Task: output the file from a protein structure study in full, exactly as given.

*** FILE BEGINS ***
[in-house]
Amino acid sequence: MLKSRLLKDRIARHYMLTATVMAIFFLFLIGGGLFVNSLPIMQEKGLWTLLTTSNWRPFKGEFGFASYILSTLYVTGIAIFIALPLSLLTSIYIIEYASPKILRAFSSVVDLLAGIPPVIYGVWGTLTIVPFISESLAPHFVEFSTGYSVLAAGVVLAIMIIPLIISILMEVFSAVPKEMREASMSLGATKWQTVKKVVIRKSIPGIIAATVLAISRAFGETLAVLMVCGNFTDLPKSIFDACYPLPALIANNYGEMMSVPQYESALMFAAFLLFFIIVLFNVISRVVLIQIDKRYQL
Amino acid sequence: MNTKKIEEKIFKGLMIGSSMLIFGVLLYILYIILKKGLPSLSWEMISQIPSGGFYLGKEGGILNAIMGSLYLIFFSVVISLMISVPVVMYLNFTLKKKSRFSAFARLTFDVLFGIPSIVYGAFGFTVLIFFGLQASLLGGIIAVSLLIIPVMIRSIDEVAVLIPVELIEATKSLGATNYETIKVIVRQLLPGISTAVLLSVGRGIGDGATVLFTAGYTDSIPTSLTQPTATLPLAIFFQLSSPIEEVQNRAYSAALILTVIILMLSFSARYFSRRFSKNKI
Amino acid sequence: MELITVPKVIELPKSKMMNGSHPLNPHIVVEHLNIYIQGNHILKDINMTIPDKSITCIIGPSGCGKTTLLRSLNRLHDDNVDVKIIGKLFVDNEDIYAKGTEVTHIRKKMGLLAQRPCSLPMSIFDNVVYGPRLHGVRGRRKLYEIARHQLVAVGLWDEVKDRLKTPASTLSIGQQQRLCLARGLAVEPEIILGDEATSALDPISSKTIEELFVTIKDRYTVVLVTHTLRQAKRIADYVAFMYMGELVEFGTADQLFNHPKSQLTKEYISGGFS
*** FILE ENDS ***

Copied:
[in-house]
Amino acid sequence: MLKSRLLKDRIARHYMLTATVMAIFFLFLIGGGLFVNSLPIMQEKGLWTLLTTSNWRPFKGEFGFASYILSTLYVTGIAIFIALPLSLLTSIYIIEYASPKILRAFSSVVDLLAGIPPVIYGVWGTLTIVPFISESLAPHFVEFSTGYSVLAAGVVLAIMIIPLIISILMEVFSAVPKEMREASMSLGATKWQTVKKVVIRKSIPGIIAATVLAISRAFGETLAVLMVCGNFTDLPKSIFDACYPLPALIANNYGEMMSVPQYESALMFAAFLLFFIIVLFNVISRVVLIQIDKRYQL
Amino acid sequence: MNTKKIEEKIFKGLMIGSSMLIFGVLLYILYIILKKGLPSLSWEMISQIPSGGFYLGKEGGILNAIMGSLYLIFFSVVISLMISVPVVMYLNFTLKKKSRFSAFARLTFDVLFGIPSIVYGAFGFTVLIFFGLQASLLGGIIAVSLLIIPVMIRSIDEVAVLIPVELIEATKSLGATNYETIKVIVRQLLPGISTAVLLSVGRGIGDGATVLFTAGYTDSIPTSLTQPTATLPLAIFFQLSSPIEEVQNRAYSAALILTVIILMLSFSARYFSRRFSKNKI
Amino acid sequence: MELITVPKVIELPKSKMMNGSHPLNPHIVVEHLNIYIQGNHILKDINMTIPDKSITCIIGPSGCGKTTLLRSLNRLHDDNVDVKIIGKLFVDNEDIYAKGTEVTHIRKKMGLLAQRPCSLPMSIFDNVVYGPRLHGVRGRRKLYEIARHQLVAVGLWDEVKDRLKTPASTLSIGQQQRLCLARGLAVEPEIILGDEATSALDPISSKTIEELFVTIKDRYTVVLVTHTLRQAKRIADYVAFMYMGELVEFGTADQLFNHPKSQLTKEYISGGFS